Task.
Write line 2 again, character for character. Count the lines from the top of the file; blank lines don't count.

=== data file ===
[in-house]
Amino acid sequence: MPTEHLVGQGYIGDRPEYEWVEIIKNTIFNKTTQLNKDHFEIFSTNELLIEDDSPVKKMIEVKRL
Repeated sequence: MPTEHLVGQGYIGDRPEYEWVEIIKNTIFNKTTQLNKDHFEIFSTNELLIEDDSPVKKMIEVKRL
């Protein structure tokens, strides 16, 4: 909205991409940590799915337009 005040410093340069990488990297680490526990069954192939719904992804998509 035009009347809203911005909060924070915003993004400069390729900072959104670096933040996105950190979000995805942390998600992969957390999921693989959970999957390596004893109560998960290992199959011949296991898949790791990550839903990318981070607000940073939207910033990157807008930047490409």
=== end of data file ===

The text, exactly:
Amino acid sequence: MPTEHLVGQGYIGDRPEYEWVEIIKNTIFNKTTQLNKDHFEIFSTNELLIEDDSPVKKMIEVKRL